St. Michael’s Choir School students Zachary Miller, Andrew Wright, Augustin Chuachiaco and Massimo Kincses pose with their hovercraft. Below, an up close view of the craft, complete with pennies and toothpicks, that qualified for the provincial chamipionship sponsored by Skills Ontario. Photos courtesy St. Michael’s Choir School

Singers hit right note with STEAM powered boat

  • March 6, 2022

Four students from Toronto’s St. Michael’s Choir School have advanced to the championship round of a provincial competition — and they aren’t a singing quartet.

Grade 12 students Zachary Miller, Andrew Wright, Augustin Chuachiaco and Massimo Kincses have used the power of STEAM (Science, Technology, Engineering, Arts and Mathematics) to qualify for the Provincial Championship Hovercraft Race. Hosted by Skills Ontario, Junk Drawer Races is a virtual contest series for students in Grades 2 to 12 to learn about opportunities in skilled trades and technologies. The Grade 9 to 12 category challenges students to build hovercraft that can move, race and carry weight. The objective is to develop world-class technical skills in Ontario youth.  

Participants designed and constructed a hovercraft made from paper products, a hobby motor, plastic and toothpicks and then ran their hovercrafts through a video recorded test. Projects were judged virtually by how fast the hovercraft travelled a 10-metre distance. In the design process the choir school team decided to go with a trial-and-error method instead of working towards one final goal. What they recognized in the process was the need to create a smaller model in order for the motor to push the hovercraft forward.

Prototyping with each step, they troubleshot and made adjustments to their design along the way. The biggest challenge was that the materials they were given to work with did not always perform consistently. Changes in motor speed, for example, made the hovercraft difficult to test at times. Designing a brand new model for the championship round, they made their championship submission on Feb. 23. Winners will be announced on March 23.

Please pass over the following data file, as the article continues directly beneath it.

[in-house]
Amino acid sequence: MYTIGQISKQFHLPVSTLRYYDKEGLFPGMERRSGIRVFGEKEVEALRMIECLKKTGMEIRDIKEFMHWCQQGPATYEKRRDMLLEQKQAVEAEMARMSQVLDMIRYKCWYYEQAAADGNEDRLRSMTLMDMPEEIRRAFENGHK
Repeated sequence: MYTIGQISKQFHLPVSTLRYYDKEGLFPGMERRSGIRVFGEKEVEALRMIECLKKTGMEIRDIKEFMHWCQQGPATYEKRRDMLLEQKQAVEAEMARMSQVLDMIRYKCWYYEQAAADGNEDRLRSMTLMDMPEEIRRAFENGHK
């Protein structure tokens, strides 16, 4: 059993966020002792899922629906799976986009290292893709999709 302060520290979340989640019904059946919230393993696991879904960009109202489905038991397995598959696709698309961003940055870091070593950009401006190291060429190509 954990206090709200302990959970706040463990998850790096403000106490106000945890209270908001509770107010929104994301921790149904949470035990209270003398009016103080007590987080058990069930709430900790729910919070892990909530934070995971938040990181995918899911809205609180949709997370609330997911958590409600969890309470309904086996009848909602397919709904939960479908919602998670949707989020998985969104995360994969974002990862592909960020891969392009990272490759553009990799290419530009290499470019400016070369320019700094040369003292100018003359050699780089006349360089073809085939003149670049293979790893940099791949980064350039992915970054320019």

“We were not surprised (to qualify for the championships) because we’re a music school (but) we also have a strong reputation in science and math,” said Kincses.

“I think it shows that even though the focus of our school is on music and oral, we can still (excel) in other things like STEAM,” said Chuachiaco.

Choir school teacher Janette Buckley introduced the contest to her Grade 12 physics students as an in-class project. The four group members, all with a penchant for science and technology, ran with it. They were supported through the qualifying round by Buckley. Biology and physics teacher Elisa Colella oversaw the championship round. The boys worked independently, particularly in the final round, where they had to get together outside of class.

“They really worked together for this entire project utilizing each other for success,” said Colella. “They put to test their critical thinking skills and innovativeness. It took a lot of different elements to make this one project. They had to worry about the physics involved and there was a lot trial and building with the materials that they had. It was very impressive to see. Everyone here at St. Michael’s Choir School is very proud of their accomplishment no matter what happens in the final round.”

With the support of the school the team ordered additional parts for their final submission. Material arrived just a couple of days before the final submissions were due, which meant they had to really crunch to get everything done. Team members say they are proud of what they came up with and, regardless of the outcome, feel their model will be very competitive.

“We actually did better the second round, which is awesome,” said Wright. “We really pulled through. I have high hopes for the championship round. I think we could do very well.”

Contests in other age group categories include gravity-powered robot walker race, cardboard car race, paper glider competition and a hydraulic crane challenge. With over 200 submissions across the province, judges went through every project, grading students on their creativity, skills, knowledge of the skilled trades and technologies that were incorporated. Throughout every contest, Skills Ontario prioritized using material from household items that were easily accessible and recyclable. The teams that advanced to the championship round in the high school cardboard hovercraft category also included Catholic high school Our Lady of the Lake Catholic Academy, in Keswick.

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